FREE Audio: MDN Top 5 Stories for Week of June 25, 2018

Below is an audio recording (“podcast”) featuring the Top 5 stories most read over the past week on MDN. Just click on the green button to listen. Below the recording is a list of the Top 5 with links to click to read the full stories (available only for subscribers). This list is meant as a way for folks to quickly catch up on the most essential news of the week–“essential” as determined by MDN’s audience of readers. Enjoy!


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Sad News: FERC’s Rob Powelson (from PA) Resigns Effective August

FERC Commissioner Rob Powelson

Robert Powelson, a Republican member of the Federal Energy Regulatory Commission (FERC) from the great state of Pennsylvania, appointed by President Trump, announced yesterday he is resigning effective in mid-August. He’s not even been in office a full year. This is devastatingly bad news in our book, for a couple of reasons. Coming from PA and previously serving on the state Public Utility Commission, Powelson has been a champion for natural gas and the pipelines that flow it–especially Marcellus/Utica projects. He’s been a superb FERC commissioner. So why is Powelson leaving? To become president and CEO of the National Association of Water Companies. No offense to that association (which we’d never heard of before), but this is a step down. The speculation whirling around is that Powelson is leaving FERC over differences of opinion with Team Trump and their ill-advised mission to prop up coal and nuclear energy, at the expense of natural gas. Apparently Powelson has had enough and wants out. It’s not only sad he’s leaving, it could be consequential in the near-term. Why? Because the Commission will be split 2-2 Republicans and Democrats, and the Dems have shown they’ve sold out to their radical elements, willing to vote against new pipeline projects in the name of man-made global warming, contrary to policy and stated regulation (see FERC Becomes Political as Seen in Rehearing Vote on NY Project). The politics in the Dem party is toxic and radical, and has now spread to FERC. Powelson’s departure at this time is not good news for our industry. We hope Trump can get a new FERC member appointed to replace Powelson asap–but don’t hold your breath. The swamp resists change at any cost…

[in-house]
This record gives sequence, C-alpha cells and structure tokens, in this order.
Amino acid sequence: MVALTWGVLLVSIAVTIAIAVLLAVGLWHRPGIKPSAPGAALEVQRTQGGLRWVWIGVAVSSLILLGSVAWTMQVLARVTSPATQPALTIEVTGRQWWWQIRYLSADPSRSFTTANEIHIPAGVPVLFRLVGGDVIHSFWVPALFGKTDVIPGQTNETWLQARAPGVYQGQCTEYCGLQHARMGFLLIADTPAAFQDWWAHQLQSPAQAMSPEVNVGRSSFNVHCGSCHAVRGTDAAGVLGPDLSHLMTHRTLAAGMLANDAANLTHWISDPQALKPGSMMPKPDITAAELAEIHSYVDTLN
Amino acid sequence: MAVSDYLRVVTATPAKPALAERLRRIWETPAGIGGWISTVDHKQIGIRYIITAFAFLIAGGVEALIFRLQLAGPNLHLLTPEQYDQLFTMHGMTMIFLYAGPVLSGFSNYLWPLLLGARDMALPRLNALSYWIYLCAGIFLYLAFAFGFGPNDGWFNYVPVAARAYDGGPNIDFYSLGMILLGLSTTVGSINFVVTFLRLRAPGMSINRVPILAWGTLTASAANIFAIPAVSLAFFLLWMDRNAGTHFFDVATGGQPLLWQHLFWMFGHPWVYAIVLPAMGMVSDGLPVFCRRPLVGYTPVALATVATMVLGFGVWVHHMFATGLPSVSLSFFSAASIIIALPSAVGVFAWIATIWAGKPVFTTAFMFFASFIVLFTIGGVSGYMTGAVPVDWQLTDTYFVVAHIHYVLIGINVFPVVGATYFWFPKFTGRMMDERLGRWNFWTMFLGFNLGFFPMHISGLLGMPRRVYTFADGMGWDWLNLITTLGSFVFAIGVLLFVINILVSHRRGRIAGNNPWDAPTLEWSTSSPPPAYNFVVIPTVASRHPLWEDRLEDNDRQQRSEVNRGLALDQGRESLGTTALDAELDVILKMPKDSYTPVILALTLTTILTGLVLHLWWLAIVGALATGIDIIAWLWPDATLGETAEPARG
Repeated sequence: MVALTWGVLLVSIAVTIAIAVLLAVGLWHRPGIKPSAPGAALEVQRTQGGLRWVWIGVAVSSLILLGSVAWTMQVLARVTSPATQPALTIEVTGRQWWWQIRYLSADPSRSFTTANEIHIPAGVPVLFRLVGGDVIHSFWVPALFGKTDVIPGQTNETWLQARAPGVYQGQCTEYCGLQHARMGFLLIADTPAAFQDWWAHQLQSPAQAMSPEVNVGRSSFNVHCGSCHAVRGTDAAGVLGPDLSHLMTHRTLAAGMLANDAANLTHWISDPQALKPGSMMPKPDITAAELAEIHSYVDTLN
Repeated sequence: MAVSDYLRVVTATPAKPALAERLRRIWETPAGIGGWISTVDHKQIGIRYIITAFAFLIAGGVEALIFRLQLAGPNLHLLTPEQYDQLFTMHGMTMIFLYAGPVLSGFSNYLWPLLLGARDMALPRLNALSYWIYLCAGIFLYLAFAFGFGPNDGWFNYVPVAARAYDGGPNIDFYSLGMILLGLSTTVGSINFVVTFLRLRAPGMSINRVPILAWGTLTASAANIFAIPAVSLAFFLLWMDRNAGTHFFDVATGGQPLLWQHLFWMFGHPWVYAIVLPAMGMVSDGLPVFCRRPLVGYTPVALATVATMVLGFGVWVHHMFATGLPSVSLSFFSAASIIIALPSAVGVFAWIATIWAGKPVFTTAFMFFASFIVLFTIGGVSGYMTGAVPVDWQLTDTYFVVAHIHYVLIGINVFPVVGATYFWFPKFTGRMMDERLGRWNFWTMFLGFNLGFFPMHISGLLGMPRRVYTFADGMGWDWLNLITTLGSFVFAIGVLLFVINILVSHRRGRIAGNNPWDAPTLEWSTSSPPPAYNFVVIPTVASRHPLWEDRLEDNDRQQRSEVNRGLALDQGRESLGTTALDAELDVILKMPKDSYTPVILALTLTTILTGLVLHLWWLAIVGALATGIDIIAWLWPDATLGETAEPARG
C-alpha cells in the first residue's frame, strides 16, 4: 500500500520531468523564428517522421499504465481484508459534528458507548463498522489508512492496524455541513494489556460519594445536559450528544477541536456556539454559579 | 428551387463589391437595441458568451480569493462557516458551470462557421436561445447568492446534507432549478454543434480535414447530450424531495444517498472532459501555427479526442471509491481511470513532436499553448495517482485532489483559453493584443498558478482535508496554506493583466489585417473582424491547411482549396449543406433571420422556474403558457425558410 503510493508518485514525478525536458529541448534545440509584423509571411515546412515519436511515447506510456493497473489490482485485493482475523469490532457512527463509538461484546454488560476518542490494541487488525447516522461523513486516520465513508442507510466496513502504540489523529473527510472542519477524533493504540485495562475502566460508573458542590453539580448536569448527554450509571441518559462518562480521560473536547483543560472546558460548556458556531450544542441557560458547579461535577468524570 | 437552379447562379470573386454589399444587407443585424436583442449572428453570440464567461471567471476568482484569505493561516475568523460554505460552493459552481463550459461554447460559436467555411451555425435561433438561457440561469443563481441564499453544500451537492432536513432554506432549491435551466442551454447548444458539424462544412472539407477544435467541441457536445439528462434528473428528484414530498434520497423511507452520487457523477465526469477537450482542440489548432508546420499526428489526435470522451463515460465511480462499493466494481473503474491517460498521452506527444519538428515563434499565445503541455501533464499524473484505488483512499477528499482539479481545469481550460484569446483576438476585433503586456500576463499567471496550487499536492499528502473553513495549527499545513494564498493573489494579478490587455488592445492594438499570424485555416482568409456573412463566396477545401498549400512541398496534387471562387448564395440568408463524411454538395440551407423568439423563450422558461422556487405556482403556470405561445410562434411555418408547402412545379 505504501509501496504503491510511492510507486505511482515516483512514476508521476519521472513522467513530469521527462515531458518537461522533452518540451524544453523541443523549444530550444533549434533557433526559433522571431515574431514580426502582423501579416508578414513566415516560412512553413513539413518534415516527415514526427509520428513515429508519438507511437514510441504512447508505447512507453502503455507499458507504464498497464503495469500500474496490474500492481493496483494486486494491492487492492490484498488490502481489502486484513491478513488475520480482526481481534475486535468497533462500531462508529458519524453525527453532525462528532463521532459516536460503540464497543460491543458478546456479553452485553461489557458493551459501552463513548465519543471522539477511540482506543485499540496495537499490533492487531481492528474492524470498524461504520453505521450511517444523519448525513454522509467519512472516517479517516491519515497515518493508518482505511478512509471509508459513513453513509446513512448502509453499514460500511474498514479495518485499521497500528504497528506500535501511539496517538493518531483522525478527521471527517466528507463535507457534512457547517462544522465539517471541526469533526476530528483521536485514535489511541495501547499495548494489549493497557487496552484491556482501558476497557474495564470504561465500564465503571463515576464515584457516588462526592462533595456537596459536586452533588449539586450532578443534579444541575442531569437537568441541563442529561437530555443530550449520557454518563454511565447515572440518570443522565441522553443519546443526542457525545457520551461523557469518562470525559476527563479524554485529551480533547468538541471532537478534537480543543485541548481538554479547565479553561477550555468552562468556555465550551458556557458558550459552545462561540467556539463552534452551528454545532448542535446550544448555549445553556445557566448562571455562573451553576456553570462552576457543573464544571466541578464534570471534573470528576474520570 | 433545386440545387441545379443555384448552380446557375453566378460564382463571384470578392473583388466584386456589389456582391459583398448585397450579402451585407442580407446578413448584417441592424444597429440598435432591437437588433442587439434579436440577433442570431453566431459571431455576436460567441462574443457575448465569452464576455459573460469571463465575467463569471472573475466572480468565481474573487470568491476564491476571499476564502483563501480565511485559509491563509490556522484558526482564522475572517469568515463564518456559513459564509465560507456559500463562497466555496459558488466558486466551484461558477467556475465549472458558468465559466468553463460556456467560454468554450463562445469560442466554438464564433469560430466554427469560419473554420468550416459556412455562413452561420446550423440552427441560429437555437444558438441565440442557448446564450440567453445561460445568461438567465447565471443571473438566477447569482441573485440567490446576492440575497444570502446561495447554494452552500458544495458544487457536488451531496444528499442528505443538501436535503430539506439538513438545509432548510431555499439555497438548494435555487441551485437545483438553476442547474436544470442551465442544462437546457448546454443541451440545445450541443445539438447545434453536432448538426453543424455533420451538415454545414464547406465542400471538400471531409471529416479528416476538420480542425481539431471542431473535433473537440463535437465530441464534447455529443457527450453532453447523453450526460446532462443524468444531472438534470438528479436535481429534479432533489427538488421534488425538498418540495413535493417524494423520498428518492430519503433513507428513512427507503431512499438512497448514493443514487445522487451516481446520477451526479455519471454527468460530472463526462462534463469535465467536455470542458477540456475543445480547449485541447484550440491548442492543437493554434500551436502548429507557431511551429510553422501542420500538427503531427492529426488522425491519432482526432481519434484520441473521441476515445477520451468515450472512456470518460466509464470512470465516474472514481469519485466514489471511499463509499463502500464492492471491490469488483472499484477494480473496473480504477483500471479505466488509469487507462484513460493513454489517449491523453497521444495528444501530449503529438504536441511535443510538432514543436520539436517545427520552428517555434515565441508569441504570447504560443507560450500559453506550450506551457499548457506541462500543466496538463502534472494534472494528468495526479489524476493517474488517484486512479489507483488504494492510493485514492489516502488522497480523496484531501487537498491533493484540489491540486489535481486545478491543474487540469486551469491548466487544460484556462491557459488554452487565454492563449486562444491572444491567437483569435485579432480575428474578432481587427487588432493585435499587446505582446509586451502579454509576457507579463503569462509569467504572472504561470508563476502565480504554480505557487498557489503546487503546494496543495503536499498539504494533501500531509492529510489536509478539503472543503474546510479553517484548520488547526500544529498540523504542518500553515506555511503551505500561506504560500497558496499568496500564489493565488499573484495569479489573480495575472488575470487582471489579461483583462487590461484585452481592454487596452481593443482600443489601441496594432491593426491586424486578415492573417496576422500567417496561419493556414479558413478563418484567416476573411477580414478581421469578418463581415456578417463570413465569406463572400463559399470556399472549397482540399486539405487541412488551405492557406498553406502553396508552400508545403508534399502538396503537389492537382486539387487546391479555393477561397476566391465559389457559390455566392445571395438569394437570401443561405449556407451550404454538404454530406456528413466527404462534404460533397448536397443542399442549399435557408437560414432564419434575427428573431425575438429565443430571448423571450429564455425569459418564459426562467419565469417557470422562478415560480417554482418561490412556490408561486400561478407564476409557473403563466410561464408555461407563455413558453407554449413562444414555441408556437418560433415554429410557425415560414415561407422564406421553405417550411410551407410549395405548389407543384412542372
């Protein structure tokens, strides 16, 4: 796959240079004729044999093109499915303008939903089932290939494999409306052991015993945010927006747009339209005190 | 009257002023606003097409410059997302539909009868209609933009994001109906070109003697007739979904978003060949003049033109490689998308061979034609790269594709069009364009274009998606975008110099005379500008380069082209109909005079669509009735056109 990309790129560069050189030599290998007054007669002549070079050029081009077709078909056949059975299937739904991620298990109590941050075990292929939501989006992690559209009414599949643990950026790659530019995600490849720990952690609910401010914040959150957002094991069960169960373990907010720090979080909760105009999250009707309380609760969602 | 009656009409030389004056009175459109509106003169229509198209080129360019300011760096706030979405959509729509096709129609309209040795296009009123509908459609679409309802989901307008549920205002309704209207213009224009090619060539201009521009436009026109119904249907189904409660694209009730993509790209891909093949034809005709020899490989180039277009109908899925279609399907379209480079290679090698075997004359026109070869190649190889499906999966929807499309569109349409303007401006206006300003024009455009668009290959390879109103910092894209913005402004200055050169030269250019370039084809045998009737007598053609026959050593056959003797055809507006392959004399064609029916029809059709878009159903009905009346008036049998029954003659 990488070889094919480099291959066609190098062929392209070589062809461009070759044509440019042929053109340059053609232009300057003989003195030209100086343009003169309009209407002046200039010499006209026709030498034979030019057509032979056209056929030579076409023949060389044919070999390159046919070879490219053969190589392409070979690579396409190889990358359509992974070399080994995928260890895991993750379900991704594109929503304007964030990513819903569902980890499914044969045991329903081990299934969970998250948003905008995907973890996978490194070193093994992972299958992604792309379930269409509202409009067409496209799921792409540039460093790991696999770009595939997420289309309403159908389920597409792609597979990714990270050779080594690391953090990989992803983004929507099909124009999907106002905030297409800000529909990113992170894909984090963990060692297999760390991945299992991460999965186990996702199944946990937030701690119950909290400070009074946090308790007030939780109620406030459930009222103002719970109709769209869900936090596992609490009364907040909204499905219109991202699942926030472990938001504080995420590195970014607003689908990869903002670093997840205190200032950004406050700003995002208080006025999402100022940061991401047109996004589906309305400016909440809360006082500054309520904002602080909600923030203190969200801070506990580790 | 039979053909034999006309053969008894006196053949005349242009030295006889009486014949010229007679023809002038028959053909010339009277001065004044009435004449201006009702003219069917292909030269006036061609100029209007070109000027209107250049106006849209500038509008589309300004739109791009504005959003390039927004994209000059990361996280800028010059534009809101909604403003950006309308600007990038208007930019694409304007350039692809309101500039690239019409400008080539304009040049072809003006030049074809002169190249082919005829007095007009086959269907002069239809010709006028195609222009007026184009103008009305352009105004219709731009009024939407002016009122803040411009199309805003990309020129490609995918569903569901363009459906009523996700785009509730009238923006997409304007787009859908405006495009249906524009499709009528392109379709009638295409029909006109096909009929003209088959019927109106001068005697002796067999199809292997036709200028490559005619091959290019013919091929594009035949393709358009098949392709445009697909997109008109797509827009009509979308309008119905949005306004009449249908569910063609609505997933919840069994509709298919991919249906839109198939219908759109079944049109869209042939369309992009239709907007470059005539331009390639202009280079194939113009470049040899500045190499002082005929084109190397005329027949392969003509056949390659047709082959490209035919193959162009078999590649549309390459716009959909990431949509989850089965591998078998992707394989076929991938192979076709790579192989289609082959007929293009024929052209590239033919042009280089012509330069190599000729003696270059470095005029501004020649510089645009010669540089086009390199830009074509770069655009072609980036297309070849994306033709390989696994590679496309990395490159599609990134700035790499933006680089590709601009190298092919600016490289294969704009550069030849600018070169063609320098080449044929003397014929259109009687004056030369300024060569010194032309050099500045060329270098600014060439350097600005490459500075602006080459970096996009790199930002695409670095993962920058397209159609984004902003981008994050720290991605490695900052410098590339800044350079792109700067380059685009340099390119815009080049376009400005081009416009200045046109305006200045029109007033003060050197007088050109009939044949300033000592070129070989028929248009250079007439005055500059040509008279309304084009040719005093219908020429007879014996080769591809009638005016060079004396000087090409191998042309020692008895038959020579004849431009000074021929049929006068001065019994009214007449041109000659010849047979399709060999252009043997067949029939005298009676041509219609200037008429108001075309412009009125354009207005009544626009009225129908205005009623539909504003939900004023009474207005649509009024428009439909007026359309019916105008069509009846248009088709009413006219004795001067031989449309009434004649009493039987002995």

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PA IFO Predicts 2018 Impact Tax Will Raise Record High $224 Million

The PA Independent Fiscal Office (IFO) does a pretty good job of guesstimating how much impact fee revenue will get generated in the coming year, based on permit and producing wells activity this year. How good? Last year the IFO predicted that impact fee (equivalent of a severance tax) revenue would be $222 million for 2017 (see IFO Predicts PA Impact Fees for 2017 Will Soar, Near Record High). They weren’t too far off. The state Public Utility Commission, charged with collecting the fee, just disbursed impact fee revenue raised in 2017. The grand total was $210 million (see PA Impact Fee/Tax Hauls in $210M in 2017 – Third Highest Ever). There was $6 million “missing” from that number due to a dispute over what is, and what is not, considered a “stripper well.” If you were to include the $6 million (as the IFO does in their estimates), then 2017 revenue would have been $217 million–not far from IFO’s $222 million estimate. The IFO just released an impact fee update (full copy below) with an outlook for 2018. The IFO predicts next year’s impact fee will generate $224 million in revenue. If that estimate bears out, it would be the highest amount of revenue generated by the fee since its beginning in 2011…
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M-U Production May “Flounder” This Summer from Rover Pipe Delays

Platts is reporting U.S. natural gas production hit a new, all-time high last week, mainly due to a surge in natgas production in the Texas Permian. Although Marcellus/Utica production “pulled back modestly” this past week, if you look at the entire month of June, we hit new all-time highs for production yet again. However, it wasn’t just the good news of new record production that caught our attention in the Platts update, but this statement: “Looking ahead, it’s possible that Northeast production growth could flounder this summer, thanks to continued in-service /delays on Rover Pipeline’s upstream supply laterals.” Rover is desperately trying to get FERC to grant permission to open the Majorsville and Burgettstown laterals, as we pointed out yesterday (see Rover Pressuring FERC to Approve Final 2 Laterals ASAP). So if those laterals were to go into service immediately, wouldn’t that mean production will spike up right away with no “floundering”? Not necessarily. Here’s why…
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Epsilon Energy Becoming “Domesticated” – Moving from Canada to U.S.

domesticated cattle in the ancient world